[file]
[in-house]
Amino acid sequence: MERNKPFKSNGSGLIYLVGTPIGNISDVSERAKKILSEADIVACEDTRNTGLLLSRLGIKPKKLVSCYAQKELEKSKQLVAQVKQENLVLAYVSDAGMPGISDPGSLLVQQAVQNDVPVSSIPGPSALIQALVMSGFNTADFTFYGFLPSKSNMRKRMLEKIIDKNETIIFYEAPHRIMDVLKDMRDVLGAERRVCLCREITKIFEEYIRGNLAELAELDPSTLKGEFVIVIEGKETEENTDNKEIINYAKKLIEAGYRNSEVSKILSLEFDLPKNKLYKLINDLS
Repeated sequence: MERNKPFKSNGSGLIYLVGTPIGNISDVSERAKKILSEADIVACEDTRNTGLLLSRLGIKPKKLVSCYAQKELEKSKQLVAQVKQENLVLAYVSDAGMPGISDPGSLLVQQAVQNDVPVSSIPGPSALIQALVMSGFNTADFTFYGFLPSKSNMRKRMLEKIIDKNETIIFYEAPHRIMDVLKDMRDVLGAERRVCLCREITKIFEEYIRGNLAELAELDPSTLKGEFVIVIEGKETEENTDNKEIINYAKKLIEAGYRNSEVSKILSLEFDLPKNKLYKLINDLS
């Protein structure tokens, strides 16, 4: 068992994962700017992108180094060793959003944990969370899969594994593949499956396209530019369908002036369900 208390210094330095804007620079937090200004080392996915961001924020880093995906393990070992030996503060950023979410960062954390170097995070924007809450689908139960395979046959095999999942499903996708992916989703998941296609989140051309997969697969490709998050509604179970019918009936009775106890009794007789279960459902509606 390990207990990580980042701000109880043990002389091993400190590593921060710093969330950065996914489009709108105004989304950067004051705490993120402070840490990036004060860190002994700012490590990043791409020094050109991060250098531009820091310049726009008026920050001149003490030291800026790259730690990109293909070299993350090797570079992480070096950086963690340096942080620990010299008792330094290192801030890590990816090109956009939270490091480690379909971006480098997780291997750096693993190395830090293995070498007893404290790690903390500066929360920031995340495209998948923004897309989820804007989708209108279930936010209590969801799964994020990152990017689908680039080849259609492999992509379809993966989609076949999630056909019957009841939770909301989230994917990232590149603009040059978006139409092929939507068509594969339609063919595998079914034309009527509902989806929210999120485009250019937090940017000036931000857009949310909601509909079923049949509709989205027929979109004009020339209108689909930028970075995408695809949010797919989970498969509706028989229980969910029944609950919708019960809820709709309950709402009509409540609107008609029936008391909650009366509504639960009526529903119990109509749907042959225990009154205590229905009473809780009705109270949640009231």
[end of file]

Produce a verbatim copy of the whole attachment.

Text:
[in-house]
Amino acid sequence: MERNKPFKSNGSGLIYLVGTPIGNISDVSERAKKILSEADIVACEDTRNTGLLLSRLGIKPKKLVSCYAQKELEKSKQLVAQVKQENLVLAYVSDAGMPGISDPGSLLVQQAVQNDVPVSSIPGPSALIQALVMSGFNTADFTFYGFLPSKSNMRKRMLEKIIDKNETIIFYEAPHRIMDVLKDMRDVLGAERRVCLCREITKIFEEYIRGNLAELAELDPSTLKGEFVIVIEGKETEENTDNKEIINYAKKLIEAGYRNSEVSKILSLEFDLPKNKLYKLINDLS
Repeated sequence: MERNKPFKSNGSGLIYLVGTPIGNISDVSERAKKILSEADIVACEDTRNTGLLLSRLGIKPKKLVSCYAQKELEKSKQLVAQVKQENLVLAYVSDAGMPGISDPGSLLVQQAVQNDVPVSSIPGPSALIQALVMSGFNTADFTFYGFLPSKSNMRKRMLEKIIDKNETIIFYEAPHRIMDVLKDMRDVLGAERRVCLCREITKIFEEYIRGNLAELAELDPSTLKGEFVIVIEGKETEENTDNKEIINYAKKLIEAGYRNSEVSKILSLEFDLPKNKLYKLINDLS
């Protein structure tokens, strides 16, 4: 068992994962700017992108180094060793959003944990969370899969594994593949499956396209530019369908002036369900 208390210094330095804007620079937090200004080392996915961001924020880093995906393990070992030996503060950023979410960062954390170097995070924007809450689908139960395979046959095999999942499903996708992916989703998941296609989140051309997969697969490709998050509604179970019918009936009775106890009794007789279960459902509606 390990207990990580980042701000109880043990002389091993400190590593921060710093969330950065996914489009709108105004989304950067004051705490993120402070840490990036004060860190002994700012490590990043791409020094050109991060250098531009820091310049726009008026920050001149003490030291800026790259730690990109293909070299993350090797570079992480070096950086963690340096942080620990010299008792330094290192801030890590990816090109956009939270490091480690379909971006480098997780291997750096693993190395830090293995070498007893404290790690903390500066929360920031995340495209998948923004897309989820804007989708209108279930936010209590969801799964994020990152990017689908680039080849259609492999992509379809993966989609076949999630056909019957009841939770909301989230994917990232590149603009040059978006139409092929939507068509594969339609063919595998079914034309009527509902989806929210999120485009250019937090940017000036931000857009949310909601509909079923049949509709989205027929979109004009020339209108689909930028970075995408695809949010797919989970498969509706028989229980969910029944609950919708019960809820709709309950709402009509409540609107008609029936008391909650009366509504639960009526529903119990109509749907042959225990009154205590229905009473809780009705109270949640009231």